My free checklist will help you get organized so you can finally run a smooth food photography shoot!
I’m sure you have heard of personal branding before. It’s kind of a buzzword these days! You see it peppered into pins on Pinterest, in your favorite podcast, and quite a few Instagram Stories.
You probably think that branding doesn’t apply to you but only to large companies and, well, brands. But in an online world where there is fierce competition, it’s important that you distinguish your business and your work from other photographers.
One way to do that is to create a visual identity that can be recognized by your potential customers, beyond your images and photographic style. Building your brand is like building your own trademark and it’s essential to growing your community and your reach in a saturated online world.
The logo is the first thing we think of when we talk about a brand; it should be reflective of both you and your work. If you can afford it, I recommend hiring a graphic designer to create your logo and your general brand identity (fonts, colors, patterns, and icons you will use). They will do a deep dive into your business, your goals, your values, and design a brand that really reflects your business.
If hiring someone is out of reach, you can try to find a designer willing to trade their work for yours. Many graphic designers also build websites and need high-quality images for client-based projects or for their templates. You may find them eager to exchange their services for your photography!
If you are just starting out, however, and want to keep things simple, you can buy affordable customizable logos on sites like CreativeMarket.com. This is one of my favorite places to find new fonts (I am a total font geek btw), templates, cute icons, etc. If you sign up for their newsletter, you get six free design assets every Monday.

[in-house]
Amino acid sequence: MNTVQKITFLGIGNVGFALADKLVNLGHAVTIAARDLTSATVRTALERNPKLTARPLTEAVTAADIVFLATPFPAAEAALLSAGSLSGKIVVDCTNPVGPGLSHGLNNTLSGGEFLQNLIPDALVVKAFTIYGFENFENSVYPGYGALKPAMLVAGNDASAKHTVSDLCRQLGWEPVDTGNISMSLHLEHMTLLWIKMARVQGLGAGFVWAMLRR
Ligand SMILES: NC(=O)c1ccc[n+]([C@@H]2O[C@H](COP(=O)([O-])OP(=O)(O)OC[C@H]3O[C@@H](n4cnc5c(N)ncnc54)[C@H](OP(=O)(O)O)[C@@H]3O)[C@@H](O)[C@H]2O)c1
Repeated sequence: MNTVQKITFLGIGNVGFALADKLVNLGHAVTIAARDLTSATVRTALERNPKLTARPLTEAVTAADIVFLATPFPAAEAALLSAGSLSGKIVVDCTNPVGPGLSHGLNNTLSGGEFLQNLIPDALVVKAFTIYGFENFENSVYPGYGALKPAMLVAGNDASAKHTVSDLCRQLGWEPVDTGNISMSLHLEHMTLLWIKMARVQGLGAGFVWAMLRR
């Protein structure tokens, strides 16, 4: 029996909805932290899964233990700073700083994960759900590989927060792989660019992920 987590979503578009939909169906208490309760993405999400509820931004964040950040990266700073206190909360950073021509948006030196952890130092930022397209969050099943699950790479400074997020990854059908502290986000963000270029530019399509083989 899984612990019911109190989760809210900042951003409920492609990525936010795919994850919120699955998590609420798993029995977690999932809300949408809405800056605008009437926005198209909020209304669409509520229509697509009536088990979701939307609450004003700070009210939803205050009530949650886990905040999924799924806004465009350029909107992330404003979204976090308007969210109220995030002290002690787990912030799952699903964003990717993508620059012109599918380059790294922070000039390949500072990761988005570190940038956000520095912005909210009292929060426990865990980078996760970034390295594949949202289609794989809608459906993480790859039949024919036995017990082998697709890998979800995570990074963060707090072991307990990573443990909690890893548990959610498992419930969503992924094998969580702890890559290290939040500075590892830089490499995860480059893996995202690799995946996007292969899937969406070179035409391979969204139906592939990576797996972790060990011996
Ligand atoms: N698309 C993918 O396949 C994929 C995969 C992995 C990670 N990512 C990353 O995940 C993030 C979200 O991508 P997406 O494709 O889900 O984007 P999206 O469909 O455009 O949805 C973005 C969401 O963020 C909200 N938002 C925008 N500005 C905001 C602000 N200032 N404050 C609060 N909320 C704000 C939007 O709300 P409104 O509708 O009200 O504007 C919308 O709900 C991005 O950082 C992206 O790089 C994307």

Once you have your logo (and it can be as simple as your name/business name in the font of your choosing), choose a couple of simple fonts. I recommend using Google fonts, they are free and all computers will recognize them. Use your chosen fonts on your website and all the designs you put out there (pins, freebies, ebooks, etc.). Stick to them!
If you know nothing about fonts, I recommend Typewolf.com. The author has some great recommendations for free fonts and font pairing (two or three fonts that work well together). Don’t choose random fonts and hope they will work together. In my experience, they rarely do.
Creating consistency across your entire brand using fonts, colors, and icons will elevate your brand and your client experience. Consistency should exist within every client touchpoint: from your website and portfolio to your social media interactions and your emails.
To this end, make sure to include your logo when possible (and relevant). Write in the same tone and font, and use a similar color scheme that fits with your photography style.
It is called personal branding for a reason. Unlike big companies with boards of directors and VPs, photographers are often solopreneurs. Showcasing pictures of yourself on your website and social media is indispensable to building your personal brand. Although much of your interaction occurs digitally, your clients (and your potential clients) want to feel like they know who you are. It can help them determine whether your style and attitude would fit their needs.
Plus, clients might want your advice on what to shoot, what to showcase, and how to do it. They’ll want to confer with a charming, helpful individual they can imagine talking to – not a faceless internet stranger. You don’t even need to post have your face in the image. Just a couple of shots or you working, or a part of you surrounded with things that help define your brand. In the case of the image below, the wine and aaaall the garlic 😉
And yes, faceless portraits are a thing.
Here’s the truth: there are many talented photographers out there that offer the same services you do. That’s why it’s important to showcase your personality online to attract your ideal clients. People who share values, attitudes, and work styles with you are more likely to keep using you down the road.
One easy way to do this is to take advantage of social media stories. Use them to share about you, your business, and your quirks. Check out this podcast with tips on how to make your personality an essential part of your brand.
I hope this post has given you some clarity on personal branding and why it is important for photographers. Let me know in the comments if you have any questions! Also, if you are just starting out and want to learn more about food photography, check out my favorite online resources for food photography and sign up for my email list.